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How can writing qualitative research help us ask better questions?. Martha S. Feldman University of California, Irvine. Qualitative research as a way of disrupting/questioning assumptions. Some famous assumptions disrupted by qualitative research

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how can writing qualitative research help us ask better questions

How can writing qualitative research help us ask better questions?

Martha S. Feldman

University of California, Irvine

qualitative research as a way of disrupting questioning assumptions
Qualitative research as a way of disrupting/questioning assumptions
  • Some famous assumptions disrupted by qualitative research
    • Hawthorne experiments: human interaction not important to productivity
    • Trist and Bamforth: specialization increases productivity
    • Goffman: self is independent of situation
    • Garfinkel: norms not created in context
    • March et.al: decision-making as linear
    • Lave: cognitive ability can be measured independent of context in practice
    • Martin: culture as shared
some recent research disrupting assumptions
Some recent research disrupting assumptions
  • Anteby: Organizational control can be consistent with enhanced worker identity
  • Bechky: Temporary organizations are neither ephemeral nor unstable
  • Feldman: Routines not unitary, have internal dynamics (that matter)
  • Locke: Doubt is a good thing
  • Michel: Amplifying uncertainty can increase organizational knowledge
  • Perlow: Working less time can increase productivity
  • Worline: Courage as a set of actions rather than a trait of individuals
  • Weeks: Organizational culture cannot separate itself from popular culture
criteria weick 1989
Criteria (Weick, 1989)
  • That’s interesting (assumption of moderate strength is disconfirmed)
  • That’s absurd (strong assumption is disconfirmed)
  • That’s irrelevant (no assumption is activated)
  • That’s obvious (strong assumption is confirmed)
getting to that s interesting my story
Getting to “that’s interesting” My story
  • No consensus (not everyone agrees that work is interesting)
  • Didn’t start out “interesting” (initial focus was on mechanisms of stability)
  • Moving to interesting required interaction between experiences, self and ideas (Locke, Golden-Biddle and Feldman, 2008)
  • Abductive process: Involves doubt/questioning
    • About meaning of experiences
    • About relevant ideas
    • About self and identity
the process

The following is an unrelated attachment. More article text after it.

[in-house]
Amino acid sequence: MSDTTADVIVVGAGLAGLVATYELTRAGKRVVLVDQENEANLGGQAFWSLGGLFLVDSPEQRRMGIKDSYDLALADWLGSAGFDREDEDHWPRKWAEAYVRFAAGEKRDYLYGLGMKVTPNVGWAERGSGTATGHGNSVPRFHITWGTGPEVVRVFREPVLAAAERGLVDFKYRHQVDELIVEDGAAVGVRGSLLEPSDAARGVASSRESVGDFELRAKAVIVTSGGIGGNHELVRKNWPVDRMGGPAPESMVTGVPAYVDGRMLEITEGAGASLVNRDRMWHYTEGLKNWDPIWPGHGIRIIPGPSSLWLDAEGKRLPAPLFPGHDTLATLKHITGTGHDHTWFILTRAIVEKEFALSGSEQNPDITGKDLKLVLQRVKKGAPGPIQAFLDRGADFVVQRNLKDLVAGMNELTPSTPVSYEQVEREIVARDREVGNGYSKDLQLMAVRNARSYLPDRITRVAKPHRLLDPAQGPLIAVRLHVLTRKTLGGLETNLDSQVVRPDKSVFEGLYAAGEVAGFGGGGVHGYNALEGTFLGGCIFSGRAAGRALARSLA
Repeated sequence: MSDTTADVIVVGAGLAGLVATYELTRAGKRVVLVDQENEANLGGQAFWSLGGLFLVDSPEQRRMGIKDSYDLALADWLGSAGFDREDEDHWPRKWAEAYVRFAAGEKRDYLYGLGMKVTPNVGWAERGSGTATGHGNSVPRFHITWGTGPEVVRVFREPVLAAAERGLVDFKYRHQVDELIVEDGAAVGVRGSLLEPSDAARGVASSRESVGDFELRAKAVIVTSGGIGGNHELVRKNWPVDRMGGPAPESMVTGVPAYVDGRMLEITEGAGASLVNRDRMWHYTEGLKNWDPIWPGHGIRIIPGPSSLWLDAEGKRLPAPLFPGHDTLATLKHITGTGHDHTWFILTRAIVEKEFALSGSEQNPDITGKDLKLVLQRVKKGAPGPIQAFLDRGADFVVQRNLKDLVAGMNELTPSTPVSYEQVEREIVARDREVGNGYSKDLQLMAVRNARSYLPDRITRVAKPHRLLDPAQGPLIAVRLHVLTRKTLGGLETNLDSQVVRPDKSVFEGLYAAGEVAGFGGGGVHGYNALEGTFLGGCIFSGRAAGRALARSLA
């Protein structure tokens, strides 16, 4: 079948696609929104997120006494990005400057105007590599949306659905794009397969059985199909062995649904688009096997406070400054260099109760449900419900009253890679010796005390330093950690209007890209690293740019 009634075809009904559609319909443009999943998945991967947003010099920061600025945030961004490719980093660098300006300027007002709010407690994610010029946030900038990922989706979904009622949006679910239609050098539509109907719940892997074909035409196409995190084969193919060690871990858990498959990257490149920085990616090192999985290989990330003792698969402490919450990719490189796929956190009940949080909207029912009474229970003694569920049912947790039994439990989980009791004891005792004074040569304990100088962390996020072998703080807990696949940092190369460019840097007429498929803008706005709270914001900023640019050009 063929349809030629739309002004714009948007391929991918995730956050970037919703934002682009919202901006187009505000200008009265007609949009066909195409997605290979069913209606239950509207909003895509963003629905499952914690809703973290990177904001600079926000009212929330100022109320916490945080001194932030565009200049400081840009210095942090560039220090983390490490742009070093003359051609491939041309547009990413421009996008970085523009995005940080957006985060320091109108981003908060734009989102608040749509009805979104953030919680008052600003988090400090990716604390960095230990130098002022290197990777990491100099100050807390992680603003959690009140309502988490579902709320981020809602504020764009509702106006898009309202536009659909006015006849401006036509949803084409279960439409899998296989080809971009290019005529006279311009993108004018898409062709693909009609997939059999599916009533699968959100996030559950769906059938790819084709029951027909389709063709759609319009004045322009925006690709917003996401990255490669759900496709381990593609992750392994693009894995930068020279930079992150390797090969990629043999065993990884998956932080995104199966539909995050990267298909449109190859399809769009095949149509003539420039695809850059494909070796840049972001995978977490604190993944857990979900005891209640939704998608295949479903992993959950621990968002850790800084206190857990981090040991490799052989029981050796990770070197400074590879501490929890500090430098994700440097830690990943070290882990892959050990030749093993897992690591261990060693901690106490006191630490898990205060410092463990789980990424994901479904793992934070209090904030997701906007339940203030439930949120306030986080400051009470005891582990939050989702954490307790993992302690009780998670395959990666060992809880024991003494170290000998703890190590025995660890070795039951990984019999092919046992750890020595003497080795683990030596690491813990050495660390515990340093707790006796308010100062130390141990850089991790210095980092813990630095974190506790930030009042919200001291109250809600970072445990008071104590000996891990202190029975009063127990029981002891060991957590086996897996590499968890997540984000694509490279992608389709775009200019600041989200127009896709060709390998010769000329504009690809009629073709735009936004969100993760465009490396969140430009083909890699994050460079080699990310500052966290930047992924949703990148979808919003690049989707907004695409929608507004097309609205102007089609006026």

The process
  • Abduction – theorizing through disciplined guessing
    • Pragmatic inquiry: the transactional conjunction

of experience, self and ideas

    • Doubt: questioning nature and content of experience, self and ideas
    • Relationships enable doubt

Ideas

Self

Experience

experiences
Experiences
  • Experience is deeper than it appears in published papers
  • Experience presented through illustrative examples, vignettes, narratives
    • Experience engaged in many ways
      • Mulling over many specific observations
      • Writing observations into vignettes, etc.
      • Analyzing observation/vignette in relation to emergent ideas (also a writing process)
    • Summarized for publication
experience and doubt
Experience and doubt
  • What do you doubt?
    • Is this interesting? (Too much time spent here.)
    • Why is this interesting? (Why do I keep coming back to this?)
    • How is it understood? (Source of both useful and distracting information)
      • By informants?
      • By you?
  • Example:
    • LLD as a Hilton experience (schema)
    • Vignettes describing routines and paradoxes (both/and; either/or)
    • Narratives of subroutines in recruitment (actions and time)
ideas
Ideas
  • Ideas emerge through interaction with experiences
    • What does current set of ideas help explain and leave unexplained?
    • How can the unexplained be explained?
  • What is being explained (experiences) changes through interaction
  • Examples:
    • Experience to ideas: Routines that change required moving from routine as entity to routine as process
    • Ideas to experience: Practice theory encouraged focus on agency in addition to traditional structural focus
slide10
Self
  • Self changes in interaction with ideas and experiences
  • Example:
    • Reluctance to focus on change
      • Previous research led to questions about stability: Order without design
      • I believe stability is important
        • Disciplinary background in political science and political theory – how is order possible?
        • Theoretical background in phenomenology – how do we make order out of the sea of phenomena?
self and doubt
Self and doubt
  • Outsider status
    • Faculty position in Political Science Dept. and Public Policy School
    • Routines often studied by economists
  • Social support
    • Women academics at UM interested in organizations
  • Need to publish
    • Associate needed to come up for full
summary
Summary
  • Experiences, ideas and self all move in relation to one another
  • Making any one of these static tends to make it difficult to
    • engage doubt,
    • make doubt generative
    • find “that’s interesting”
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